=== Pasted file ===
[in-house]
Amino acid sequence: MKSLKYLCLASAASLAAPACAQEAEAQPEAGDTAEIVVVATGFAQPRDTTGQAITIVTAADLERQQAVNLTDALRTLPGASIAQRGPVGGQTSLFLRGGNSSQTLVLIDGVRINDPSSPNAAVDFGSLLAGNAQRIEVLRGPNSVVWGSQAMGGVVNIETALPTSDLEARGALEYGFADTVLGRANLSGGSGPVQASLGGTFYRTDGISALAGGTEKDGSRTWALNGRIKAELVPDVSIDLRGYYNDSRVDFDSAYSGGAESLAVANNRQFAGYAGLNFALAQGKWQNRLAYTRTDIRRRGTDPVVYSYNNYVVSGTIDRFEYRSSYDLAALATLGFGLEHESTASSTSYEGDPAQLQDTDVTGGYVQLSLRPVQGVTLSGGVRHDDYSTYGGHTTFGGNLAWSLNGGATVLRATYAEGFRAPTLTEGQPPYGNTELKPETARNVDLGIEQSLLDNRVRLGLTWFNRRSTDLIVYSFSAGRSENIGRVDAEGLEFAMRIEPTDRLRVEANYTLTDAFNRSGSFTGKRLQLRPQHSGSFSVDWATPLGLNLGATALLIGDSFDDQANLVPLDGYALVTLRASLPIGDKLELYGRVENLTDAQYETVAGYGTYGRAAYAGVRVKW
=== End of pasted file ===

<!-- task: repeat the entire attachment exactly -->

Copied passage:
[in-house]
Amino acid sequence: MKSLKYLCLASAASLAAPACAQEAEAQPEAGDTAEIVVVATGFAQPRDTTGQAITIVTAADLERQQAVNLTDALRTLPGASIAQRGPVGGQTSLFLRGGNSSQTLVLIDGVRINDPSSPNAAVDFGSLLAGNAQRIEVLRGPNSVVWGSQAMGGVVNIETALPTSDLEARGALEYGFADTVLGRANLSGGSGPVQASLGGTFYRTDGISALAGGTEKDGSRTWALNGRIKAELVPDVSIDLRGYYNDSRVDFDSAYSGGAESLAVANNRQFAGYAGLNFALAQGKWQNRLAYTRTDIRRRGTDPVVYSYNNYVVSGTIDRFEYRSSYDLAALATLGFGLEHESTASSTSYEGDPAQLQDTDVTGGYVQLSLRPVQGVTLSGGVRHDDYSTYGGHTTFGGNLAWSLNGGATVLRATYAEGFRAPTLTEGQPPYGNTELKPETARNVDLGIEQSLLDNRVRLGLTWFNRRSTDLIVYSFSAGRSENIGRVDAEGLEFAMRIEPTDRLRVEANYTLTDAFNRSGSFTGKRLQLRPQHSGSFSVDWATPLGLNLGATALLIGDSFDDQANLVPLDGYALVTLRASLPIGDKLELYGRVENLTDAQYETVAGYGTYGRAAYAGVRVKW